From a business perspective, it is the reason behind the cliche of "Don't bring me a problem, bring me a solution."


> It plays on the myth that thought and logic is what solves problems, but in reality we need to be able to refer to something tangible -- such as evidence.

The fool believes what he thinks, the wise man believe what he sees.


That wise man is going to be fooled a lot; humans are easily tricked about what we think we see, and our memories about what we saw are not very good. Believing what we see might be a bit foolish.


You're sorta missing the point. People are good at believing what they think in the face of overwhelming evidence otherwise - what they see.

And you're right, humans are tricked by what they see because their thinking gets in the way. The goal is to simply see things as they are.

In programming I see it commonly in the statement 'there is no way this commit broke something completely unrelated', yet the build worked prior to the commit and does not work after. Could there have been a coincidental break? Sure, but not often. It does not matter what I think in this case, only that I can see the build worked and now it doesn't.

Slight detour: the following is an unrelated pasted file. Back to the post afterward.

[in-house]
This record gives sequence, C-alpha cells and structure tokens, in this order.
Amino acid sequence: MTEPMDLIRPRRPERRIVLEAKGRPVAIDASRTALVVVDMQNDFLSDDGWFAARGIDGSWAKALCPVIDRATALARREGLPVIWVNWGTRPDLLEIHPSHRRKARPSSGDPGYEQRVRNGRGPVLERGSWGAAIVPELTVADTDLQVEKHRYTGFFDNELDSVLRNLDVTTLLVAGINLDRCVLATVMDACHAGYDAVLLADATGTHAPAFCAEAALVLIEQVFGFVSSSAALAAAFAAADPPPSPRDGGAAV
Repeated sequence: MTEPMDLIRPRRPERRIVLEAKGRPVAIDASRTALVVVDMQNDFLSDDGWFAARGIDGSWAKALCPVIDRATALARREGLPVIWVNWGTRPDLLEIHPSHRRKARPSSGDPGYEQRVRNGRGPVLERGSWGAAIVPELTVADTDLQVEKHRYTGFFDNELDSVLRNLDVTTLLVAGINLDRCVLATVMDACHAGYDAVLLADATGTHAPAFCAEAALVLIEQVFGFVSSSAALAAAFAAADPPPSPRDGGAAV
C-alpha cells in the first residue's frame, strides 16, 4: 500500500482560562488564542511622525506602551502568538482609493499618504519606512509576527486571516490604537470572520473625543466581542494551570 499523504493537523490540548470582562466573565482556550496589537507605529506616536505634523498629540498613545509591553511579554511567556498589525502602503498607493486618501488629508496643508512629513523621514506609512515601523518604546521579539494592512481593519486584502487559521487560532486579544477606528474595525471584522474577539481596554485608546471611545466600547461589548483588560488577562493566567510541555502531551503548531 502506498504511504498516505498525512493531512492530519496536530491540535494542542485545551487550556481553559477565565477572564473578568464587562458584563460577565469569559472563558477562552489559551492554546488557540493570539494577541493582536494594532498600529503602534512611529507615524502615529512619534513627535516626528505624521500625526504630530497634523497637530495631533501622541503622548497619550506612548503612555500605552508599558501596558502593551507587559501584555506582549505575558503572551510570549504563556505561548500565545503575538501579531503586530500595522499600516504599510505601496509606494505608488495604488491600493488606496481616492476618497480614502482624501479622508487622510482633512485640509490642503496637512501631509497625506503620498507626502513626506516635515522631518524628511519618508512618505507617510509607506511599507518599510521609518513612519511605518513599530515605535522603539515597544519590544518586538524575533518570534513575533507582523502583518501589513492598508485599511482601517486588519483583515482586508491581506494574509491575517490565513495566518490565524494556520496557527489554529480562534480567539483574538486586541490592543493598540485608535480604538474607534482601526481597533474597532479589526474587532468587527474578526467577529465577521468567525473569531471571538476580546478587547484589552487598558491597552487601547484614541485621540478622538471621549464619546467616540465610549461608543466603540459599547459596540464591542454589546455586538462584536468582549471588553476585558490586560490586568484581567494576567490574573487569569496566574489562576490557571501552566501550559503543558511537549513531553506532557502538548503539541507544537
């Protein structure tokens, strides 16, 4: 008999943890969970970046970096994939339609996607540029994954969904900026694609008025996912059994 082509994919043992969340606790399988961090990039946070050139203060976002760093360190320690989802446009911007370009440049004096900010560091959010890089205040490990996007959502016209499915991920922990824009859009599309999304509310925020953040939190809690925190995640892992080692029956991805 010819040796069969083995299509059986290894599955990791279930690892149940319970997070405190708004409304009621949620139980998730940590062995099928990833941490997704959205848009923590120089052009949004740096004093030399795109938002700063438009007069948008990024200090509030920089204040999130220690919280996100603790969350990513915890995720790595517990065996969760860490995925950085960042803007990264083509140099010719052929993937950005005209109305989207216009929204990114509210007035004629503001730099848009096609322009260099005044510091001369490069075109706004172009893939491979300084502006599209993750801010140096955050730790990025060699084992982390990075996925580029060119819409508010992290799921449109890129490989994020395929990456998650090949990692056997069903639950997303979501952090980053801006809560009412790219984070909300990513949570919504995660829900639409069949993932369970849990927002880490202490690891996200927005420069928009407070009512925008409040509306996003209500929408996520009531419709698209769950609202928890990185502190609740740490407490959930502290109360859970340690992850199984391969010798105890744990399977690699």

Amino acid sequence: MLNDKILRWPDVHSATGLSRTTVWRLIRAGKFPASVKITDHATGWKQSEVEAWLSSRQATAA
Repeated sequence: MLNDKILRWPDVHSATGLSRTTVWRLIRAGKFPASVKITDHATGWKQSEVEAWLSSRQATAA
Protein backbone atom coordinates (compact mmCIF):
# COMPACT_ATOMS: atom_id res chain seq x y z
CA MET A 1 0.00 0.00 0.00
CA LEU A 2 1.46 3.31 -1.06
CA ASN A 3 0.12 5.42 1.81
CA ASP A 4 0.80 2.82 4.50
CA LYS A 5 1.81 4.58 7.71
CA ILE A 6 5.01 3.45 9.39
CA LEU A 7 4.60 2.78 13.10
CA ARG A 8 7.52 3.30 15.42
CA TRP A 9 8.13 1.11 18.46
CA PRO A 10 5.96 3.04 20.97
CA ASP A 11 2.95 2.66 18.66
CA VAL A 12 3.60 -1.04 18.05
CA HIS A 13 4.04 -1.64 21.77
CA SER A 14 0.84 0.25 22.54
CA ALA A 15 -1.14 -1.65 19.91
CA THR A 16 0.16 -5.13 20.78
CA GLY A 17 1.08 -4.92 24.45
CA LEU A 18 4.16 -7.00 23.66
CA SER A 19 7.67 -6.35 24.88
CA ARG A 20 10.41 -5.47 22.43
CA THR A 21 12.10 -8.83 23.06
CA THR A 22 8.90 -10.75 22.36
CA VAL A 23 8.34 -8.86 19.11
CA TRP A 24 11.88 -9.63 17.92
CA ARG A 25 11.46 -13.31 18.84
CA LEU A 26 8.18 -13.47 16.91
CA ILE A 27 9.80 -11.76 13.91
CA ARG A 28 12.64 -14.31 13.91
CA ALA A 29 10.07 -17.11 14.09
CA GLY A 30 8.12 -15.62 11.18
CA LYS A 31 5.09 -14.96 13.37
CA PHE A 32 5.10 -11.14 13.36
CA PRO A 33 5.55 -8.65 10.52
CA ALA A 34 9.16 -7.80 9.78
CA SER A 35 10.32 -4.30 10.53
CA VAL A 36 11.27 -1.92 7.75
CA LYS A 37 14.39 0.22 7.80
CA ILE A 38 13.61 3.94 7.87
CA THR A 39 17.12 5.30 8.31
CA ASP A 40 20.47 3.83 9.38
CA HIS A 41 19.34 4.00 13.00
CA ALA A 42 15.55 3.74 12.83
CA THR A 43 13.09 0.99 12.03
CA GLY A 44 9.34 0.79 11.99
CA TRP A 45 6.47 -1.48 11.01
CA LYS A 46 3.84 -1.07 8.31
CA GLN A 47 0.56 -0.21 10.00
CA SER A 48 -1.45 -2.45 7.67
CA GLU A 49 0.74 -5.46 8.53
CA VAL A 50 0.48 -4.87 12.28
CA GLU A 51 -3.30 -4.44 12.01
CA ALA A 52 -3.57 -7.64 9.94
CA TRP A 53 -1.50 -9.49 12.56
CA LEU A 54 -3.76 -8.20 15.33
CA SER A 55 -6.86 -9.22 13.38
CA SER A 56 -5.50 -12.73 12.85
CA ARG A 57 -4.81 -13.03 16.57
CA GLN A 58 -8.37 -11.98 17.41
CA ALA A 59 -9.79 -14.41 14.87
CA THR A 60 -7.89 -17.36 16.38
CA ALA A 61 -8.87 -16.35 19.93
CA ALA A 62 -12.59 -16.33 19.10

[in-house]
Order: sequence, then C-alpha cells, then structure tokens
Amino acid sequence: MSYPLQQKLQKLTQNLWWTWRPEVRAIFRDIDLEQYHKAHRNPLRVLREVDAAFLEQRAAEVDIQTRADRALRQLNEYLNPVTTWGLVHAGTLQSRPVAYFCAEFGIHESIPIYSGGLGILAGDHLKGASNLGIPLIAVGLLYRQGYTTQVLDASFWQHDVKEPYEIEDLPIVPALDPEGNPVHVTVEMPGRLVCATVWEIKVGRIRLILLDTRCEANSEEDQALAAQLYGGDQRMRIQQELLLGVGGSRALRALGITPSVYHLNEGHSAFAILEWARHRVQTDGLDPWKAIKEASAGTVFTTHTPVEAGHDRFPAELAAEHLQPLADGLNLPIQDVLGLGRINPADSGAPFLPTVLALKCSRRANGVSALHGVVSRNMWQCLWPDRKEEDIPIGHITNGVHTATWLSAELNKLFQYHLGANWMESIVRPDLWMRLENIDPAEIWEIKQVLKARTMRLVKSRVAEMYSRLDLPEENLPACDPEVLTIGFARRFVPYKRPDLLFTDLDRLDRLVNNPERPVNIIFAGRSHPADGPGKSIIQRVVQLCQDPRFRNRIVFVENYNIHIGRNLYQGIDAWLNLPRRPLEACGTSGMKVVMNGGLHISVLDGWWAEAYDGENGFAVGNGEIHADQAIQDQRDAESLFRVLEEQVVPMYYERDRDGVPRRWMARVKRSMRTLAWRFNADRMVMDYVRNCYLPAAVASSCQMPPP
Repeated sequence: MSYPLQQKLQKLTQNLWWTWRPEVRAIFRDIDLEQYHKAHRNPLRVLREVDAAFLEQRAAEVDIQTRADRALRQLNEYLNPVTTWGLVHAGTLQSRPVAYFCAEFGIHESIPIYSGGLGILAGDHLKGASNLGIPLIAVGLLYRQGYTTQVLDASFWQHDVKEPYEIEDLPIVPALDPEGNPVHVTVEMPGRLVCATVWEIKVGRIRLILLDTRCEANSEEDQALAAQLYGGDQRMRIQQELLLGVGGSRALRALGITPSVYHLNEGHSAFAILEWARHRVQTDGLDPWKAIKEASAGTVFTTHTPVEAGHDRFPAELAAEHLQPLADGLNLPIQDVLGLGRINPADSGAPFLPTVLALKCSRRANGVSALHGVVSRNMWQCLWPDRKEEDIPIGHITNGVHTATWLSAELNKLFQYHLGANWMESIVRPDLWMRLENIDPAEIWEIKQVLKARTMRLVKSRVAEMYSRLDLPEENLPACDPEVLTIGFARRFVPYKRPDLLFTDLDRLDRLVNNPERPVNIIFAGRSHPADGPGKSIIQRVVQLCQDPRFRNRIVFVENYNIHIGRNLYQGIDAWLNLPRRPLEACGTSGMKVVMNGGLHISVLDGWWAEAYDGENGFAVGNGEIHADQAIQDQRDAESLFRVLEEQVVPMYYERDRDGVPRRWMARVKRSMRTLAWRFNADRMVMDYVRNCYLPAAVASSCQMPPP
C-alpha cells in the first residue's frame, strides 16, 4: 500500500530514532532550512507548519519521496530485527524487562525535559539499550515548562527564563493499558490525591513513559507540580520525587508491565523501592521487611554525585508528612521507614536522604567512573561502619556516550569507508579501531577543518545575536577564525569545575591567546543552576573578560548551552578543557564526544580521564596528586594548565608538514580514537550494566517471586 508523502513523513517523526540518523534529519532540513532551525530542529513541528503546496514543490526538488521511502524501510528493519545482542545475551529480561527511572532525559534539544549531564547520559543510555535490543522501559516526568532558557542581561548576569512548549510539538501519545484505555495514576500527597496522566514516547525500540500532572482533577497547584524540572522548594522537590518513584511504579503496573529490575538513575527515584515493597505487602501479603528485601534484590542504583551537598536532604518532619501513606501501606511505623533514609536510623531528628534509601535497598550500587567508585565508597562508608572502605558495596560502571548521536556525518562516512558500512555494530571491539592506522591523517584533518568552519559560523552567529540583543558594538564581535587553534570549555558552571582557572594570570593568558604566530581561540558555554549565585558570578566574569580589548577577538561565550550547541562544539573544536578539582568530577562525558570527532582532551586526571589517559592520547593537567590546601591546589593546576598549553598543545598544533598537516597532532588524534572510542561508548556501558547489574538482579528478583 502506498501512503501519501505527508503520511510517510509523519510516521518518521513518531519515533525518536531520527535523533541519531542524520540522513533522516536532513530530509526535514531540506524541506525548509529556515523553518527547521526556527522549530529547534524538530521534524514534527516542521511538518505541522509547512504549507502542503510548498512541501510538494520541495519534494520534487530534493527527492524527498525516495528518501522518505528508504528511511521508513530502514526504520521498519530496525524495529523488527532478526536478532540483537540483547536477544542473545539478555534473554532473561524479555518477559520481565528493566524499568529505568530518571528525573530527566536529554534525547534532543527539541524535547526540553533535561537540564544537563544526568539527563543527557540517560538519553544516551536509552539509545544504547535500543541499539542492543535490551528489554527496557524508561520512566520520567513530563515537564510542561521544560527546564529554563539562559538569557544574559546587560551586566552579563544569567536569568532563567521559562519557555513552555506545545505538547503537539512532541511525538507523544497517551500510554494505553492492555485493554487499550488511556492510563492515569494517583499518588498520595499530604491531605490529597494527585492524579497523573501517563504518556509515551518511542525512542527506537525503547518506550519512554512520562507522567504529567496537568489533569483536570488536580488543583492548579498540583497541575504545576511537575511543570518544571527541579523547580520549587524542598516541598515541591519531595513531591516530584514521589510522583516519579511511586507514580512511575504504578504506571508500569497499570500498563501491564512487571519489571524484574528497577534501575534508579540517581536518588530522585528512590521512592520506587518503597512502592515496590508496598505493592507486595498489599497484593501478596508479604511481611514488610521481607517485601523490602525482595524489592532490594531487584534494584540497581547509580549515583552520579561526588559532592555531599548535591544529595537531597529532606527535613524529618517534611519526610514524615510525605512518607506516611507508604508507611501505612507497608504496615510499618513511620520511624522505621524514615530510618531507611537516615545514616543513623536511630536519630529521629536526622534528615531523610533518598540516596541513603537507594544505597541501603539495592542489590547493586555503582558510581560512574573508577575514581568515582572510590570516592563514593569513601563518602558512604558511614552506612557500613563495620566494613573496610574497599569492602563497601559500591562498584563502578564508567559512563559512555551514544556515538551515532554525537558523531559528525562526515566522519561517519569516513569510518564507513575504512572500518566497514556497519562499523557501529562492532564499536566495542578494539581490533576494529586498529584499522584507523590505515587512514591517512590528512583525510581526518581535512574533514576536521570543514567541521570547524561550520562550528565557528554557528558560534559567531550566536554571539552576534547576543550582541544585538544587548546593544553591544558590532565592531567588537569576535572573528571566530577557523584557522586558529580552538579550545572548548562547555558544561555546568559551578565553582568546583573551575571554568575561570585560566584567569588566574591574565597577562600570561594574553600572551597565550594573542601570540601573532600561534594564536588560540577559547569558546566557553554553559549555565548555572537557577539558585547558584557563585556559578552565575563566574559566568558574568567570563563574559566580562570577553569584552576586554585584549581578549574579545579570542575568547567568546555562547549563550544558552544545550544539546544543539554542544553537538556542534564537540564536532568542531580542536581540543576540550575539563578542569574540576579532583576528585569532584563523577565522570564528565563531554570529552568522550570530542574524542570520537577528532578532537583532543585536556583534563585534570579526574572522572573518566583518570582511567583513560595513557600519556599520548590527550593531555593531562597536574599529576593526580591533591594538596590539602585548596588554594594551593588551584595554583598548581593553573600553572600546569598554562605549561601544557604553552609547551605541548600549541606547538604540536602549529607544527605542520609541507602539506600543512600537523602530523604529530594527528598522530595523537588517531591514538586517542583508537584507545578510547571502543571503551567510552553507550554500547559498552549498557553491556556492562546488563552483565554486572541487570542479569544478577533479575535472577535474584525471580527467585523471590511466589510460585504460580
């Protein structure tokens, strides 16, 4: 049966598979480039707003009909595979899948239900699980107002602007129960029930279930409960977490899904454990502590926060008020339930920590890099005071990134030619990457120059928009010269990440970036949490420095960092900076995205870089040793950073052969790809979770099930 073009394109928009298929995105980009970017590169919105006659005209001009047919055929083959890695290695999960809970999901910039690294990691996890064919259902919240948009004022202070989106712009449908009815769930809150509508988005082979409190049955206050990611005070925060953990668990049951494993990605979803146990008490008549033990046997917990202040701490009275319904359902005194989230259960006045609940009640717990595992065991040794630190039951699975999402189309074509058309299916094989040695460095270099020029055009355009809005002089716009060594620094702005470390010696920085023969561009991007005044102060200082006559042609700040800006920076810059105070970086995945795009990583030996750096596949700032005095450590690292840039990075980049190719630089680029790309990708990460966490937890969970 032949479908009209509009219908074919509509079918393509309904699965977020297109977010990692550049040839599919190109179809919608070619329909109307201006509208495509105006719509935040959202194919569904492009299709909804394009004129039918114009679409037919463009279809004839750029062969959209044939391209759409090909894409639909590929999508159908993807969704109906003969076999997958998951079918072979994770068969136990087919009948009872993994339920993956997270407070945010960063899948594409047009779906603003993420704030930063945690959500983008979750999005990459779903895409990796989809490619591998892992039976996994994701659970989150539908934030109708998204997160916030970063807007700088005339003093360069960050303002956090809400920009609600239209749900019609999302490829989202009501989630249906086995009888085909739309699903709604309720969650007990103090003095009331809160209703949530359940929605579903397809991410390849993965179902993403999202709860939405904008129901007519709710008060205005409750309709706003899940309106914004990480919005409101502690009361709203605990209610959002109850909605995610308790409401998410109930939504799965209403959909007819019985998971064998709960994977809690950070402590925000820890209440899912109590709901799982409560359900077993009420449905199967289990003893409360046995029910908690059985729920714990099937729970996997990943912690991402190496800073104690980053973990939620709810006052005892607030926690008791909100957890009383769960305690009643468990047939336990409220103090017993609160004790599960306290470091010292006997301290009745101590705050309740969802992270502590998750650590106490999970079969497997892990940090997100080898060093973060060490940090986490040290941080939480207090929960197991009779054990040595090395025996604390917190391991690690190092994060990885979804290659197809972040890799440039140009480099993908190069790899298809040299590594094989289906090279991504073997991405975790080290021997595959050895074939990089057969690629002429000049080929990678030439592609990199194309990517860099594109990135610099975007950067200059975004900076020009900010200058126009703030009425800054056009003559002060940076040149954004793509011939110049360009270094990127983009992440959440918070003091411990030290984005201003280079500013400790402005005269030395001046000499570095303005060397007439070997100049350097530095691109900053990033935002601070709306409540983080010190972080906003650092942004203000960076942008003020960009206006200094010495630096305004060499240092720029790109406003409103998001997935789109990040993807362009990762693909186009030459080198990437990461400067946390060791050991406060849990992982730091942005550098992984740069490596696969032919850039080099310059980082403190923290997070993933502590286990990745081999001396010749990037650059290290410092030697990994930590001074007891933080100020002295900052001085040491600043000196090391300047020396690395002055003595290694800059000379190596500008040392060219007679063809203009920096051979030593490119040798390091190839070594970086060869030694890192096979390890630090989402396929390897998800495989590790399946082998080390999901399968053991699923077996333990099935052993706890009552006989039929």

It can't just be information presented to you. You also need to apply critical thinking to your own assumptions and thought processes. There are tons of cognitive biases you can attribute to a lack of critical thinking applied to oneself:

The status-quo bias, functional fixedness, anchoring, the endowment effect etc.


> It plays on the myth that thought and logic is what solves problems

That's not a myth. Thought and logic is what solves problems.

> but in reality we need to be able to refer to something tangible

Sure, but we need to apply thought properly to something tangible to solve problems. Without thought, observing something tangible doesn't solve any problem.

> If you don't have enough information, stop thinking and do your research

Determining what you need to know to address the problem you have, and determining what you can know from the evidence you have is done through thought. That's how you determine if you have enough evidence or need to do more research, and, in the latter case, what additional research you need to do.


Thinking is what brains do. Brains can be arbitrarily wrong. They are often very wrong. They arrive at being wrong by thinking. They can stubbornly remain wrong through thought. Lots and lots of bad thinking happens. Clearly, something else is essential in order to make thought good.